Birmingham, Aug 2: Indian weightlifter Harjinder Kaur claimed a bronze medal in the women’s 71 kg competition at the Commonwealth Games here despite not lifting her best in an event in which England’s Sarah Davies broke a plethora of records to storm to the gold medal.
The 25-year-old from Mehas village near Nabha in Punjab lifted 93 in snatch and 119 in clean and jerk for a below-par total of 212 kg in the competition and at one time thought that she had lost out on a medal as Alexis Ashworth of Canada, the eventual silver medallist, lifted her season’s best of 123 kg in clean and jerk to shoot up to 214 in the standings.
Harjinder was also lucky as Joy Ogbonne Eze of Nigeria suffered a washout, failing to lift 125 kg in clean and jerk in three attempts. As she had lifted 100 kg, seven kilos more than Harjinder, the Indian would have been relegated to the fourth position if the Nigerian had succeeded.
Harjinder’s bronze medal was the third medal for India on Monday at the Commonwealth Games adding to the silver and bronze won by judokas Shushila Devi and Vikas Yadav. This took India’s overall tally to nine medals — three gold, three silver and three bronze. Harjinder’s bronze medal was the seventh medal India had won in the weightlifting arena so far in this Games.
However, it looked like India would have a barren day in weightlifting after bagging six medals in the previous two days. Earlier in the morning, Ajay Singh lost out a bronze medal by one kilogram and the way Harjinder started with a no lift in her first attempt in snatch, it looked like India was in for another setback in the final medal event of the day at the National/Exhibition Centre (NEC) here.
Harjinder, who hails from a farming family and has built up her muscles by working on the chaffing machine at home, started with 90 kg for her first attempt but she failed. She lifted it in her second attempt and raised her tally to 93 kg in her third and final attempt.
That put her in the fourth position behind Sarah Davies (103 — a Commonwealth Games record in the snatch), Eze of Nigeria at 100, and Australia’s Kiana Rose Elliott, who totalled 94. Alexis Ashworth was also in the mix at 91 kg after failing to lift 94.
Harjinder waited for things to settle down in the clean and jerk and opened with 113 in her first attempt while Davies missed 120kg as did Eze at 125. She jumped to the top position but was pushed down soon as /Sarah Davies lifted 120 in her second attempt. Harjinder succeeded at 116 as did Ashworth. Eze again failed to lift 125.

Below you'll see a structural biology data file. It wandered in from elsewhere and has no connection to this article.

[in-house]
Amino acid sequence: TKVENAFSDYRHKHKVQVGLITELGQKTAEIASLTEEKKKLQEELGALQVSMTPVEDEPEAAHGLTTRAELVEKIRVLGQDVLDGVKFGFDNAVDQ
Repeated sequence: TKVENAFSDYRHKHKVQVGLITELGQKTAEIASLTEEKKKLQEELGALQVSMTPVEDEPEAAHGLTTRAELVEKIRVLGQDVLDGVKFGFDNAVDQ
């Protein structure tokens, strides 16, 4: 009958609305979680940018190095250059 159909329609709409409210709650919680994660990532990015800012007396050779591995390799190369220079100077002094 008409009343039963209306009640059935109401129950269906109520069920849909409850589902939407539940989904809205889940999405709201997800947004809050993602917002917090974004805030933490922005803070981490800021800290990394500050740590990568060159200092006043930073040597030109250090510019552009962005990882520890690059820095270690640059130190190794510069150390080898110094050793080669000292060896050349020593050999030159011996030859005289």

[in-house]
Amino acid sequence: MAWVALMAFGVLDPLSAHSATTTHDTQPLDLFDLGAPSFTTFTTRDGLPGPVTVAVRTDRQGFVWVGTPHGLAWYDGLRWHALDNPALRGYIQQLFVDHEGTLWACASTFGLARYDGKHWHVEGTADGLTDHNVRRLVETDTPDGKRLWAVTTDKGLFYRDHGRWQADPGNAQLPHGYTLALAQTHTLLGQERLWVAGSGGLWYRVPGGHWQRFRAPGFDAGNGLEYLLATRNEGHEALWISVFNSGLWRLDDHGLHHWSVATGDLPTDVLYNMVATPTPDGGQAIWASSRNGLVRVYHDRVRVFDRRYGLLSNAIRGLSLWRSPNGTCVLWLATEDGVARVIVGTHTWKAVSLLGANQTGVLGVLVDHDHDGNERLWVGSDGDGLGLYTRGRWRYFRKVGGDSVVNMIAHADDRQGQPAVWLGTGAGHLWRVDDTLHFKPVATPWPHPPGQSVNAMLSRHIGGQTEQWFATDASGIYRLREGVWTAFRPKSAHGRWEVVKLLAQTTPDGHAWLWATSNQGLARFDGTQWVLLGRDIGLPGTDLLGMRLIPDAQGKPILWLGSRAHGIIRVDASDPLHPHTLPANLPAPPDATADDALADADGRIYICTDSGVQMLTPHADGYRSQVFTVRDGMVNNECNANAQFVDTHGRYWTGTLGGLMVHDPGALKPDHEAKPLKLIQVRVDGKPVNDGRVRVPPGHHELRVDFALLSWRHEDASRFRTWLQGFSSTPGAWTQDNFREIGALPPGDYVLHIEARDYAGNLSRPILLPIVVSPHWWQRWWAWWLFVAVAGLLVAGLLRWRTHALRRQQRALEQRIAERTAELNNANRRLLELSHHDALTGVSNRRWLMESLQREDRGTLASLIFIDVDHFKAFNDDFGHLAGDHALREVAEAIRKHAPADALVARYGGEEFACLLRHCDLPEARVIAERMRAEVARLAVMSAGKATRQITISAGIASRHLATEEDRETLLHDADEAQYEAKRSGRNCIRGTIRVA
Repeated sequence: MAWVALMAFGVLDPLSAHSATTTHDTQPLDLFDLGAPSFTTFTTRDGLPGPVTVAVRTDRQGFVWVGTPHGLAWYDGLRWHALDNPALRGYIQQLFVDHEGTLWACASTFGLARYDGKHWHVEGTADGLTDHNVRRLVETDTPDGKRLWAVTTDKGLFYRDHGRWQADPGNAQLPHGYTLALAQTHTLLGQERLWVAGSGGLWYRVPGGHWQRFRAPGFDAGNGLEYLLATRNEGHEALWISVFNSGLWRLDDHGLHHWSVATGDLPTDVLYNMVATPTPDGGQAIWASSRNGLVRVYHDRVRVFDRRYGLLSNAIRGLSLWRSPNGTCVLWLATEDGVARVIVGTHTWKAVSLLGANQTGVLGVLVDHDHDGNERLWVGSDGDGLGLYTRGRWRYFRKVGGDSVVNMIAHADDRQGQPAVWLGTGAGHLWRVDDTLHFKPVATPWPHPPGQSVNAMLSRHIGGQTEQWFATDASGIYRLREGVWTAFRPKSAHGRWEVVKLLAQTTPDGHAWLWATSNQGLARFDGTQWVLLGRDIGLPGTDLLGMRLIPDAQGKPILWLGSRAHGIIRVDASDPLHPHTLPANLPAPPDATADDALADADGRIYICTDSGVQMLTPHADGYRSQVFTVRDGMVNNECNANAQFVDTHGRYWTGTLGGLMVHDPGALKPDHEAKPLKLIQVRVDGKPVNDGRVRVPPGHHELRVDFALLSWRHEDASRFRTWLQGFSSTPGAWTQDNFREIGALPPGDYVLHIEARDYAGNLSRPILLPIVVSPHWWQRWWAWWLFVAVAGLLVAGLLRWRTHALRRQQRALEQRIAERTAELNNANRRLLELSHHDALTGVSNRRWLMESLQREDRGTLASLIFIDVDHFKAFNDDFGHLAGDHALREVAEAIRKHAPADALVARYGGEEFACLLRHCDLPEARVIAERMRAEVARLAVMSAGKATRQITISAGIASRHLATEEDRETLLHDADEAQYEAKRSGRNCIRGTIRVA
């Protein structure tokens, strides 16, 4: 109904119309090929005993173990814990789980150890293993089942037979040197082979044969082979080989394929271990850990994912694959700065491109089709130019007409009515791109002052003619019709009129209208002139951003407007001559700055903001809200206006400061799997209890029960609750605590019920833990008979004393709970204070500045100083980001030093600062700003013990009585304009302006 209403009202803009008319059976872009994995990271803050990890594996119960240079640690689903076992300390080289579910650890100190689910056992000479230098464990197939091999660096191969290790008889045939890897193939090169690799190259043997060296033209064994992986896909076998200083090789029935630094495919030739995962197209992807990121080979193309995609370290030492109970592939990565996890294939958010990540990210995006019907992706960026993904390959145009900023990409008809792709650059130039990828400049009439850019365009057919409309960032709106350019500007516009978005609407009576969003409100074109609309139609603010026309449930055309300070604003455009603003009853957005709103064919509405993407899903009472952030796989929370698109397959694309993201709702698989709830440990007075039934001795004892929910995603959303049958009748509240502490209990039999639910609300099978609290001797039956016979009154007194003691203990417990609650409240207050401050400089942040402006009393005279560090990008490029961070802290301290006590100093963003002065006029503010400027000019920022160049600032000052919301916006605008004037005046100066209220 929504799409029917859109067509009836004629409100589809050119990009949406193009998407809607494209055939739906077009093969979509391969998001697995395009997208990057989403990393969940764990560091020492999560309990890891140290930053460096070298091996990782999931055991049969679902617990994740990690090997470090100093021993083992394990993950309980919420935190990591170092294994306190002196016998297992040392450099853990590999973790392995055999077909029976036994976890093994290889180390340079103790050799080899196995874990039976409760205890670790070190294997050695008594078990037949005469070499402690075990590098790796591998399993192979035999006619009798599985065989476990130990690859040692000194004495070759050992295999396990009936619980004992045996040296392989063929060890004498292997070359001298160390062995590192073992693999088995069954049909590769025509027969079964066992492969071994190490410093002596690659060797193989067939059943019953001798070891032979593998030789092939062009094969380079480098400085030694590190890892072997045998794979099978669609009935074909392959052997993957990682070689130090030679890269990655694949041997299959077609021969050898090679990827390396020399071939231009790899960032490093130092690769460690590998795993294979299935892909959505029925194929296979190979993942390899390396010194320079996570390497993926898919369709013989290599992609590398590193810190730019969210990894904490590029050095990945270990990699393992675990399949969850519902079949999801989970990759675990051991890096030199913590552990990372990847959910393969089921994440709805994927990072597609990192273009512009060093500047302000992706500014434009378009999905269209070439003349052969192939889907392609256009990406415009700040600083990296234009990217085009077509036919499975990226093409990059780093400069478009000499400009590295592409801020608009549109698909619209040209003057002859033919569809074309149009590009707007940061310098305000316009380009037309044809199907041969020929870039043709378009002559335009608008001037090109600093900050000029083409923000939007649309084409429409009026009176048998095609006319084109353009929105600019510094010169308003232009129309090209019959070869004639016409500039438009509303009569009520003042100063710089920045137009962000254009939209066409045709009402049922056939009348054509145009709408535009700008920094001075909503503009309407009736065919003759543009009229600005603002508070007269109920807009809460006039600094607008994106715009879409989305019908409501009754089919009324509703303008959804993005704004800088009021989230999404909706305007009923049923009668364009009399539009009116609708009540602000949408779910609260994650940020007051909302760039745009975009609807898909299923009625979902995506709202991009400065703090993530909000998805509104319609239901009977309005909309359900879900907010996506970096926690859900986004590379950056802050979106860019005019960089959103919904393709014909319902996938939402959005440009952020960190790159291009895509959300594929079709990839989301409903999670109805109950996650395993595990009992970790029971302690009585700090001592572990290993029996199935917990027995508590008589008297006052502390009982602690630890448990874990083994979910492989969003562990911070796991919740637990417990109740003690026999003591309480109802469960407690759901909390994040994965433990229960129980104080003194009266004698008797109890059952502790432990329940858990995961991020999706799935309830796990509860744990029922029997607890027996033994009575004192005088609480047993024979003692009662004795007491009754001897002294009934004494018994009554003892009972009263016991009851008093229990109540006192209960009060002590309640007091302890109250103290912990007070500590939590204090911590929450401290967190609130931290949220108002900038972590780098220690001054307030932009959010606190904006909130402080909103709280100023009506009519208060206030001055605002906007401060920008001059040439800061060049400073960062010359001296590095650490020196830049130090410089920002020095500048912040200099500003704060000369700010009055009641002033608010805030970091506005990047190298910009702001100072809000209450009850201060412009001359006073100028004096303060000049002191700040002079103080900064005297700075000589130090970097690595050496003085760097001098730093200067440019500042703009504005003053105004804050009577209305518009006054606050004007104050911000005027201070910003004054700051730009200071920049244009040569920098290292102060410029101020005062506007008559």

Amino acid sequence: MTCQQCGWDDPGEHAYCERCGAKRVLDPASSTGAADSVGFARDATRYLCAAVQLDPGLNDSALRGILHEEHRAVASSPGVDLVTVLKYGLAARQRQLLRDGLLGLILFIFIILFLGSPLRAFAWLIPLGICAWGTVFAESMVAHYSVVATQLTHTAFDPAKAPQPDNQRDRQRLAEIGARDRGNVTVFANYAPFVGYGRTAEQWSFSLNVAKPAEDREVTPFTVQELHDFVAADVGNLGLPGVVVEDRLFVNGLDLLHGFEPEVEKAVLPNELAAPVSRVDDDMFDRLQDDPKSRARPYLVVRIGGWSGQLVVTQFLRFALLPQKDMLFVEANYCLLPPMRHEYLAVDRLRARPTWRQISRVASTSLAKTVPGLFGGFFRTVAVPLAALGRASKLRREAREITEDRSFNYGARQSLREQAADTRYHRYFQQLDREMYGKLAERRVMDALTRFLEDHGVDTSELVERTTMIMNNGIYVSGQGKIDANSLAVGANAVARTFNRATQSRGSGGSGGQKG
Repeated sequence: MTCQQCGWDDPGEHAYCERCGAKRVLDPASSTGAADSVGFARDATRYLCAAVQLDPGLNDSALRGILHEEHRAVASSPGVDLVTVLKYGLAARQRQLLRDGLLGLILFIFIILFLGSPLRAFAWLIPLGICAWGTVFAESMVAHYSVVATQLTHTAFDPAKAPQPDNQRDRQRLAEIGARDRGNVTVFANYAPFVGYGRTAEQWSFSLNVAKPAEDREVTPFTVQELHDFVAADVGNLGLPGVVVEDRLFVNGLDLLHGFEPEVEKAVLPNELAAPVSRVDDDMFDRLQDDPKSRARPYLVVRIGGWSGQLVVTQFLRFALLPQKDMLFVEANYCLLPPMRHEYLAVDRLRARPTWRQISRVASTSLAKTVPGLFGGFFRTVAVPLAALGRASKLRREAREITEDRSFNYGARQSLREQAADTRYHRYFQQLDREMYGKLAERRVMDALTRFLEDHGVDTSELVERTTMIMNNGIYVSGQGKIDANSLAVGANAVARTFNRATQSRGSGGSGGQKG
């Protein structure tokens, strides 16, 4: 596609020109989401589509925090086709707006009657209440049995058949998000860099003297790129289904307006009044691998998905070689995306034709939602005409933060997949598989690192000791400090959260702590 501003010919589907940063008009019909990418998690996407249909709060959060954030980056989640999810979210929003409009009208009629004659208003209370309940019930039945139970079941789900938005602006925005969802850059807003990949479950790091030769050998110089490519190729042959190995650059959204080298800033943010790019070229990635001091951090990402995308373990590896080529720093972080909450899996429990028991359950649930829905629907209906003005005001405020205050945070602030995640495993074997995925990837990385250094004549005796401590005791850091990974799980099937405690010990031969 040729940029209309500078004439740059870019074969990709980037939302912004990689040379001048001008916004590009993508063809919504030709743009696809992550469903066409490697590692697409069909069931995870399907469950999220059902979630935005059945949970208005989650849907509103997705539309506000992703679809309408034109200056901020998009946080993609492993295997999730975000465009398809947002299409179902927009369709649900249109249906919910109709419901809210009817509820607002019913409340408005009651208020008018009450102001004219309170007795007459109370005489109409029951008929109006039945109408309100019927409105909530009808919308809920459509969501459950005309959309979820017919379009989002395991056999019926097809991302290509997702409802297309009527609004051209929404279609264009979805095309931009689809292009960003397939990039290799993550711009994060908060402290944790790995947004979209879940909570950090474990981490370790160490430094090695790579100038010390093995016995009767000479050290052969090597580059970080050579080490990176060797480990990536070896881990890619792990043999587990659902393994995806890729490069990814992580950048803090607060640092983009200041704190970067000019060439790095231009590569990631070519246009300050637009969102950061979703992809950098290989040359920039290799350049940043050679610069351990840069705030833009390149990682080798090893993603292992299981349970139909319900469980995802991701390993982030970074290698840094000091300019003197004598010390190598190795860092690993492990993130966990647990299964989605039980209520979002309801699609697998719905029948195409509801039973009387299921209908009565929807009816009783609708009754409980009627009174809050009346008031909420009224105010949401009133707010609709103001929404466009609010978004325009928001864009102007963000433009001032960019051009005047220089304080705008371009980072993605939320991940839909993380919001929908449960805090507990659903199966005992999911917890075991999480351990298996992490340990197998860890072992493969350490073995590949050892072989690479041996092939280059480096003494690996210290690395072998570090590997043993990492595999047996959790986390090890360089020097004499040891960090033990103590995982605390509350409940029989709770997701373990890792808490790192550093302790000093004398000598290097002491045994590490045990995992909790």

Things became tighter for Harjinder as she added three more kgs to her total after lifting 119 on her third attempt but Canada’s Ashworth upped the ante by lifting 123, thus jumping to second with 214 kgs behind Davies with 229.
If Eze of Nigeria had managed to lift 125 in her third attempt, her total would have shot up to 225, pushing Harjinder to fourth position.
Harjinder, egged on by fellow weightlifters Mirabai Chanu, Punam Yadav, Bindiya and some male lifters, managed to do enough in the end to claim a bronze medal.
“I am happy with the bronze because I did not have a good day today and could not perform to the best of my ability. Somehow things did not look good initially but in the end luck favoured me as one lifter had a washout,” said Harjinder after the medal ceremony.
She said the support from her fellow lifters and the Indian spectators in the crowd egged her on and encouraged her to motivate her.
“We all lifters share a good camaraderie in the team and we all come to the stadium to support each other. I was there along with others to support Mirabai when she participated in her event. So, its nice to have your teammates shouting for you, encouraging you. Today it pushed me to put in that extra ounce of effort,” said Harjinder.